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  • Brendon Stubbs, South London and Maudsley NHS Foundation Trust, Denmark Hill, London, SE5 8AZ, UK.
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  • Philippa Lowe, Carer Expert and Chair of Trustees, Rethink Mental Illness, 89 Albert Embankment, London, SE1 7TP, UK.
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  • Maurice Arbuthnott, Queen Marys Univ London, Queen Mary University London, University of London, Barts & London Sch Med & Dent
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  • Shanaya Rathod, Clinical Trials Facility, Research Department, Tom Rudd Unit, Moorgreen Hospital, Southampton, SO3 03J, UK.
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  • Andrew Boardman, Cheshire & Wirral Partnership NHS Trust, Churton House, Countess of Chester Health Park, Chester, CH2 1BQ, UK.
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  • Mudasir Firdosi, South West London and St George's Mental Health NHS Trust, Queen Mary's Hospital, Roehampton Lane, London, SW15 5PN, UK.
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  • John J McGrath

BACKGROUND: People experiencing their first episode of psychosis are often deficient in vitamin D. Observational studies have reported an association between low vitamin D concentrations and poorer subsequent health outcomes in psychosis. A vitamin D deficiency in neonates and children has been linked to a later increased risk of schizophrenia and psychotic-like experiences. This trial aims to examine the effect of high-dose vitamin D supplementation on outcomes in early psychosis. We hypothesise that vitamin D supplementation will be associated with better mental health outcomes.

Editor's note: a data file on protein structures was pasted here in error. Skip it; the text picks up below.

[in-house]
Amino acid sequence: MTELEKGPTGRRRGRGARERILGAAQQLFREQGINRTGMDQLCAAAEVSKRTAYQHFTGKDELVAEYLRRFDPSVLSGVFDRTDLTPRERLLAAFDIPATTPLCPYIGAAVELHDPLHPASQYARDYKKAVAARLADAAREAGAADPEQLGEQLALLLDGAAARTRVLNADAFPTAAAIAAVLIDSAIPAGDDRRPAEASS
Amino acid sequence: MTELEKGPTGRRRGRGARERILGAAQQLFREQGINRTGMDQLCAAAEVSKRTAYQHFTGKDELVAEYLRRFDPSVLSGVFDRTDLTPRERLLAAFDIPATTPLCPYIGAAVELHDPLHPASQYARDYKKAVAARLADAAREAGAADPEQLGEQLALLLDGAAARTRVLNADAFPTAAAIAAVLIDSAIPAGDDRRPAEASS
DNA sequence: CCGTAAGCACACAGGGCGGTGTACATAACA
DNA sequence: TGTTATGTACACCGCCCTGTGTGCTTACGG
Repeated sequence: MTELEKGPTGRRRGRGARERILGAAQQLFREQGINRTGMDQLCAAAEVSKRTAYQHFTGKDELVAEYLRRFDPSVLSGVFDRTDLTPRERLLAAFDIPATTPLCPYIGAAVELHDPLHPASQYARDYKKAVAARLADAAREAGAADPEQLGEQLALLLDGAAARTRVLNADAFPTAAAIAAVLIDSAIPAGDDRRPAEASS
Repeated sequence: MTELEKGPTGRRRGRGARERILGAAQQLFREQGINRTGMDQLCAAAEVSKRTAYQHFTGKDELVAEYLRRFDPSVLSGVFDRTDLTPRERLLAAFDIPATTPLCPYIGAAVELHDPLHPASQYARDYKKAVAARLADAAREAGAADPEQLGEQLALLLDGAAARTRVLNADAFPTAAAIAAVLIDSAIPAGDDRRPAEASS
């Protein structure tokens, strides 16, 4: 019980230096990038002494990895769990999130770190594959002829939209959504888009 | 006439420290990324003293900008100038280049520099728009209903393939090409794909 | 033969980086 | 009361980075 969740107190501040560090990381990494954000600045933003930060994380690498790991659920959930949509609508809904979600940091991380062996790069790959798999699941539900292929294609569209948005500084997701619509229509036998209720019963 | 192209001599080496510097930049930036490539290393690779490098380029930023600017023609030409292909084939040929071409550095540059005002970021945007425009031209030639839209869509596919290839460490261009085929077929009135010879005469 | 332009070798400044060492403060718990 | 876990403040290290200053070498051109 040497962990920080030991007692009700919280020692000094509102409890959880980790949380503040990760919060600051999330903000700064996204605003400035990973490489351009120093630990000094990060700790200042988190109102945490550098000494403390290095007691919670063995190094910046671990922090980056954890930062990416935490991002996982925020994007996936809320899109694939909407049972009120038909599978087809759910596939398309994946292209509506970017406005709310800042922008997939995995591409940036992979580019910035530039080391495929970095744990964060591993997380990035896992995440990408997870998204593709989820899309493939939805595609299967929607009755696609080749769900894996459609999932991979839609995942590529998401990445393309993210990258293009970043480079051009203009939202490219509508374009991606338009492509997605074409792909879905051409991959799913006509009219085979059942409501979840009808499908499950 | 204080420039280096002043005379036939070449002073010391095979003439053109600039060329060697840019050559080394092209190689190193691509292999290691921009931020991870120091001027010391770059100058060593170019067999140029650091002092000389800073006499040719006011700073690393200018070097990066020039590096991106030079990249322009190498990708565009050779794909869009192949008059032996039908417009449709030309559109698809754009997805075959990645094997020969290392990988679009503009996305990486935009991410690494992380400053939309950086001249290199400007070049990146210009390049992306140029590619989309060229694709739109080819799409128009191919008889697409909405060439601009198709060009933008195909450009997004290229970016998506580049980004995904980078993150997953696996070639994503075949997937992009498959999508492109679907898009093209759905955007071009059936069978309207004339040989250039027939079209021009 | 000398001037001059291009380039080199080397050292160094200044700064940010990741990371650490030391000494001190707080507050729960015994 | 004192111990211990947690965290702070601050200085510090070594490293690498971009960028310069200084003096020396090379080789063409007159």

METHODS/DESIGN: The DFEND study is a multicentre double-blind placebo-controlled parallel-group trial of vitamin D supplementation in people with early psychosis. Patients with an ICD-10 diagnosis of functional psychosis will be randomised in a 1:1 ratio to receive either 120,000 IU/month of vitamin D (cholecalciferol) or a matched placebo for 6 months. The primary outcome is the total Positive and Negative Syndrome Scale (PANSS) score at the 6-month follow-up for all patients. Secondary outcomes include assessment of mood (Calgary Depression Scale), general function (Global Assessment of Functioning), cardiovascular risk (body mass index, waist circumference, C-reactive protein, cholesterol and HbA1c) and vitamin D levels at the 6-month follow-up. Additionally, 3- and 6-month total PANSS scores will be analysed for those with inadequate vitamin D levels at the baseline.

DISCUSSION: The DFEND study is the first trial to examine whether vitamin D supplementation in early psychosis is associated with better mental health outcomes. The findings of this study may help to resolve the clinical equipoise regarding the benefits and cost-effectiveness of routine vitamin D supplementation in people with psychosis.

TRIAL REGISTRATION: ISRCTN, ISRCTN12424842. Registered on 25 February 2015.

OriginalsprogEngelsk
Artikelnummer14
TidsskriftTrials
Vol/bind21
Nummer1
Antal sider12
ISSN1468-6708
DOI
StatusUdgivet - 6 jan. 2020